June 25, 2024

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Matt Chapman’s heroic defensive effort sparks Giants comeback – NBC Sports Bay Area and California

Matt Chapman’s heroic defensive effort sparks Giants comeback – NBC Sports Bay Area and California

Matt Chapman has earned a reputation as Major League Baseball’s preeminent defensive third baseman, but his breakthrough play may have been the game-winning play in the Giants’ thrilling 8-7 win over the New York Mets on Friday night at Citi Field.

With San Francisco clinging to a one-run lead in the bottom of the ninth, Mets third baseman Mark Ventus entered the batters’ box facing a 3-2 count with two outs and the bases loaded. Vientos hit a slow roller down the third base line, and briefly appeared to put the ball in a spot where a cornerback wouldn’t normally charge and make a play. the problem? Chapman is not your typical third baseman.

Chapman threw a bare-knuckle throw that was caught out of the dirt in breathtaking fashion by first baseman Lamonte Wade Jr., narrowly beating Ventus to the bag and giving the Giants their third straight come-from-behind victory after San Francisco trailed by at least four runs in each game.

After the thrilling win, Chapman revealed that his heroics in the ninth inning were his most dramatic ever after making a defensive play on the diamond.

“I think that’s the most excited I’ve ever been after a play,” Chapman told reporters. “Obviously the situation and how these last four games have gone [has] It was just crazy games. To be able to play defense like that, with the bases loaded, with the game on the line, I think that’s probably for the best for sure. I kind of surprised myself a little bit there. “It was a lot of fun and I’m glad we got this win.”

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The All-Star third baseman detailed his thought process while charging the ball, revealing the do-or-die nature of his attempt.

“We miss the ball and then the guy from third base keeps running and we either lose or throw the ball away,” Chapman explained. “But I think at the time I thought I could play the game. I said in my head: ‘Okay, we either win this game or lose it here.’

While Chapman’s superior self-confidence ultimately won the game for the Giants, manager Bob Melvin shared that he didn’t think the third baseman had a chance to make a play on the ball.

“This is a ball you hope will foul, this is not a ball you play on,” Melvin told reporters after Friday’s win. “So at some point, he’s got to see if he has a chance, and I didn’t think he did. And I’ve seen him make every play he’s ever made.”

Melvin also made sure to emphasize Wade Jr.’s contribution. In the final game of the game, highlighting the difficulty of picking up that ball from the dirt cleanly to score the final game.

“Great on both ends,” Melvin said. “It’s a do-or-die game. You stretch that far to catch that ball and it goes past you. It’s a loss.”

Chapman has certainly led the offense during San Francisco’s recent hot streak, but he was also quick to credit Wade Jr.’s role in the defensive play that stopped the show.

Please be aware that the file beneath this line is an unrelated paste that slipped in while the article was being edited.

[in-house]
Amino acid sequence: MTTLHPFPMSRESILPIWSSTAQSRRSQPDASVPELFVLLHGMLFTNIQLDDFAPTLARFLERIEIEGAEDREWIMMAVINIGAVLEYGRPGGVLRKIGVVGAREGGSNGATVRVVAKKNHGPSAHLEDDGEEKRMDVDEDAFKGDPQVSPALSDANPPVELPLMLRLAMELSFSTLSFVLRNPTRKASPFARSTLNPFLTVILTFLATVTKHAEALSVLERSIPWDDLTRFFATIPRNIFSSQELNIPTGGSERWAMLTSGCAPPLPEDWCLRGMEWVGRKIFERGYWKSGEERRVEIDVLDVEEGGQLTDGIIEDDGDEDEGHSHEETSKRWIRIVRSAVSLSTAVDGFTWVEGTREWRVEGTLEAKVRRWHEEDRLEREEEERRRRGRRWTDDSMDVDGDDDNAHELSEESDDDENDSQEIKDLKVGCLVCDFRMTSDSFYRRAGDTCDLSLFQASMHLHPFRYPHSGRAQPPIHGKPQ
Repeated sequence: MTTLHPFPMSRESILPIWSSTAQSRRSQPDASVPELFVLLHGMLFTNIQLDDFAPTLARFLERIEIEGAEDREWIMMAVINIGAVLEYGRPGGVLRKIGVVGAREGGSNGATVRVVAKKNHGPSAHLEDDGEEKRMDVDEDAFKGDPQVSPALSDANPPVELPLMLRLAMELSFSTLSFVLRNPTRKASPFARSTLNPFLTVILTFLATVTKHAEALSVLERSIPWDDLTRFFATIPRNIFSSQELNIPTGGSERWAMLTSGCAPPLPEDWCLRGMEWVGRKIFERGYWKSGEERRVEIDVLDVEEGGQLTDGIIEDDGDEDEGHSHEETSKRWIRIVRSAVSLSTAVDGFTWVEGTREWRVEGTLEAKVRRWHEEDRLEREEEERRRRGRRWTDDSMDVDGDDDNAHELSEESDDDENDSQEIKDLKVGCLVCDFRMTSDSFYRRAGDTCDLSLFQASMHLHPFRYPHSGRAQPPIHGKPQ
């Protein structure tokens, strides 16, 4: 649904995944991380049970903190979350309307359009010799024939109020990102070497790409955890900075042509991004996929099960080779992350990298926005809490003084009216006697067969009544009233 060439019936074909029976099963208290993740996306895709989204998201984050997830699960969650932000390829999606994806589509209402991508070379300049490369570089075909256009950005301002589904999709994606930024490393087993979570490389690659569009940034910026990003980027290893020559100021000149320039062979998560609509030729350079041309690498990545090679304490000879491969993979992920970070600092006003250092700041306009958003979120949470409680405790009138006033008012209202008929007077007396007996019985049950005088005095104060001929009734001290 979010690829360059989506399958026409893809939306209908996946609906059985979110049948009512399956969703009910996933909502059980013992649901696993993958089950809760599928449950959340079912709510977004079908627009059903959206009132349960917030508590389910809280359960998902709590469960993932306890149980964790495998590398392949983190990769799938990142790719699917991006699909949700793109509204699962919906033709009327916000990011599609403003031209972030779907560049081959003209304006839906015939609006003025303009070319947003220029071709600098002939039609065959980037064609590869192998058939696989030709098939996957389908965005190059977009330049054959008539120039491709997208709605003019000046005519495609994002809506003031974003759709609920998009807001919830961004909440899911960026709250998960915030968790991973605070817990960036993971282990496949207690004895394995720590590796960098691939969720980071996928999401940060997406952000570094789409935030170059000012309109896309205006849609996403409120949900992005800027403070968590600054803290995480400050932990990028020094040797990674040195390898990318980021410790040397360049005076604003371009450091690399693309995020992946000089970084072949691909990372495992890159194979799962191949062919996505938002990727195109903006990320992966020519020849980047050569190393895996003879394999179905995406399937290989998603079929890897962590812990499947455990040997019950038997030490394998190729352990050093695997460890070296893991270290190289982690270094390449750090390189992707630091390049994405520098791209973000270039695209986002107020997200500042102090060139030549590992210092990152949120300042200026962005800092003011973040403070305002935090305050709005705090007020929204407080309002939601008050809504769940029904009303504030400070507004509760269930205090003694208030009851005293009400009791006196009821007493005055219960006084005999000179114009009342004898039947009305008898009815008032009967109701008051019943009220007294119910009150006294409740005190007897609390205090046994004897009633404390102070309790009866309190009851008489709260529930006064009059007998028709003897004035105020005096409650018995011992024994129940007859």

“Unbelievable,” Chapman said regarding Wade’s effort on the play. “He could have easily taken his glove off [and] We are losing. He hung in there and made a nice choice and stayed on base. “This play wouldn’t happen without him.”

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Catcher Patrick Bailey showed up well on his way to delivering what was no doubt about it He was It was the most exciting play of the game, as she fired the go-ahead run in the top of the eighth to give the Giants a 7-6 lead after entering the inning trailing by four runs.

While Bailey’s bat provided plenty of power of its own, the Giants catcher was quick to praise the defensive efforts of Chapman and Wade Jr. after Friday’s win.

“Oh my God, that was one of the best plays I’ve ever seen on a baseball field, what [Chapman] “I did in that situation, on that play,” Bailey said on “Giants Postgame Live.” “And then on the other side with LaMonte picking that up. I mean that was a great win.”

The improbable victory moved the Giants to .500 for the first time since March 31. – Four games into the 2024 MLB season when they sit at 2-2.

Friday’s win was San Francisco’s seventh in its last eight games, a hot streak sparked by the offense, not the shooting, which led the team through the early stretch of the season.

The Giants are averaging seven runs per game over their last eight contests, which begs the question, what would this team look like if they were able to synchronize this quality offensive output with the quality of pitching that carried them to start the campaign?

Don’t look now, but the never-say-die Giants are just a half-game away from third place in the NL Wild Card, and are incredibly turning themselves into a team no one wants to face next October, especially if they continue their late-inning penchant for champions. .

San Francisco has weathered a whirlwind of injuries and rotating lineups, but the Giants emerged from a tumultuous early-season stretch with perhaps the most important asset a baseball team can have — the firm belief that no deficit is too big and no game is out of play. From arrival until the twenty-seventh and final checkout is made.

The golden years of the San Francisco dynasty were built on “torture,” and with the way things are going, you can count on another summer of exciting finishes.

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